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kitchenSo I have a picture I want to share.  And by picture, I mean I took it to look exactly the way it does.  It isn’t special; it just proves a point.

bread0What do these two items have in common?  One looks healthy – we even get wheat instead of white! – white the other is concentrated delicious sin.

The question I have is, why do they share an ingredient?  I’ve made drinks, and I’ve made bread, and the only thing they shared was water.  But for some reason – some actual reason – the world has decided that high fructose corn syrup belongs in bread.

Pop has syrup.  It doesn’t matter if it comes from cane sugar or weird corn, it has syrup.  That’s part of what makes it pop.  Bread has sugar so the yeast can eat and work.  Not syrup to keep it moister, longer, and make it sweeter.

Or at least it shouldn’t.  Just no.

The problem is that we don’t make special trips to buy bread.  Meat, fresh fruit, and other things, yes, but bread is one of those items that Nora picks up at work.  It’s just easier that way.

So I decided I wanted to make bread that doesn’t have it.  No high fructose corn syrup – or syrup at all – and maybe get good enough to make sandwich bread.

Not quite there yet, but ya know.

This is the recipe that I started with.  Credit where credit is due and all that.  I assume if you follow that recipe, you will get some delicious white bread.  But if you follow my recipe, you will get some delicious, buttery wheat bread.

Well, half wheat anyway.

bread1The non-cold ingredients.  Bread flour, whole wheat flour, honey, yeast.  I decided to not just have the cold ingredients sitting out for no reason.

I also had an ingenious idea.  Every recipe says combine 110° water with 110° milk.  I thought, “Boiling water plus hot melted butter plus cold milk should roughly be 110°.”

Worked perfectly.  So you combine milk, water, butter, and honey with the yeast and you get the grossest looking mixture ever.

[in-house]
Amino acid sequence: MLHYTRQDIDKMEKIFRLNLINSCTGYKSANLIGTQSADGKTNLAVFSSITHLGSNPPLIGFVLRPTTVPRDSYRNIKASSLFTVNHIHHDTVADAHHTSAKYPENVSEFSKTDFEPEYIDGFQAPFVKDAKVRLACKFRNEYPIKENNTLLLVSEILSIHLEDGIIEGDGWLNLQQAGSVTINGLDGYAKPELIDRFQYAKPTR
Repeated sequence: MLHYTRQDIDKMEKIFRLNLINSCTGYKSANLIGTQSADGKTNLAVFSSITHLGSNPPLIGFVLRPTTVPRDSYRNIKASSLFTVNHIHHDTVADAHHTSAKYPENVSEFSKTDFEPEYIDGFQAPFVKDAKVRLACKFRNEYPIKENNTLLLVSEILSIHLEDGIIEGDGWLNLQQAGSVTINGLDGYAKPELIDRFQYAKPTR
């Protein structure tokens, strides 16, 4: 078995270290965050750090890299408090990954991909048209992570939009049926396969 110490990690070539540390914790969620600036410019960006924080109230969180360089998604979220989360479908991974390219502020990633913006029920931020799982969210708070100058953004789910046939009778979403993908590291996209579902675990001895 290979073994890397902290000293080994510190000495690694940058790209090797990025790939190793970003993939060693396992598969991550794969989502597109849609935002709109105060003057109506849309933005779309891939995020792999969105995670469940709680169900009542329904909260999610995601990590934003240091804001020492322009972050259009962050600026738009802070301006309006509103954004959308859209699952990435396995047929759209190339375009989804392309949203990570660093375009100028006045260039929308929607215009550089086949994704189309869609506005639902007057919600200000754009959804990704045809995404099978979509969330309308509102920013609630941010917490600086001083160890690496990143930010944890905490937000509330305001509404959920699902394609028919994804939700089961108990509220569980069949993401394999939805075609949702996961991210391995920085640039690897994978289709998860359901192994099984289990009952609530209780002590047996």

bread2Let that sit a bit for the yeast to start working.  Bubbles are good.  I didn’t get any, but the mixture was just a bit cooler at that point.

But I did get bread so WOOHOO! me.

You put the flour and salt into the mixer, and then slowly mix in the liquid and yeast.

And mix.  And mix and mix and mix.  And it will start looking like this:

Yup, I put it on YouTube. Because why not.

BECAUSE IT’S LAME, ROBBY, THAT’S WHY!

Anyway, mix for ten minutes and then get ready to knead.

bread3Sprinkle flour on the table and knead.  If you are like me and want you, you can also knead in some oatmeal.

Knead, knead, knead, and then put into a greased bowl, roll it around…

bread4…cover and let rise.  If you can, add some warmth to make it rise better.

bread5It will double in size.  Then punch down and put into bread pan(s) and allow to rise again.  You can split it, or leave it be in one pan.  I did two and I kind of wish I had done one.

bread7After it rises, it will look a little like this.  I added oatmeal on top for effect.  Then bake in the oven at 350 for 50ish minutes.  Make sure to put a glass dish with water in it for the baking.

bread8Tada!  Bread!

It was SOOO good, too.  Like really good.

Delicious Bread

1 3/4 Cups Bread Flour
1 3/4 Cups Whole Wheat Flour
2 teaspoons Salt
1 Cup Cold Milk
1/3 Cup Boiling Water
3 Tablespoons Hot Melted Butter
3 Tablespoons Honey
2 1/4 teaspoons Dry Active Yeast (1 Envelope for those who use envelopes)
Flour and Oatmeal to Knead

1. Combine Flours and Salt in Mixer.
2. Combine Milk, Water, and Butter.  Add to honey and yeast.  Allow to proof.
3. Add liquid to dry ingredients and mix ~10 minutes on low.4. Remove Dough from mixer and knead into flour and oatmeal.
5. Place dough in oiled bowl.  Cover dough in oil.  Cover bowl and allow to double in size.
6. Punch dough down, place in bread pan(s), allow to rise again.
7. Preheat oven to 350° with water in glass dish in oven
8. Bake bread for ~50 minutes.
9. Devour half a loaf because fresh bread is SO MUCH BETTER THAN STORE BOUGHT!

It was so good.  Maybe next time I’ll leave it whole and make sandwich sized bread suitable for slicing and making…sandwiches…with.

To crafting food!
– Robby

P.S.: I promise a beer post sometime this week.

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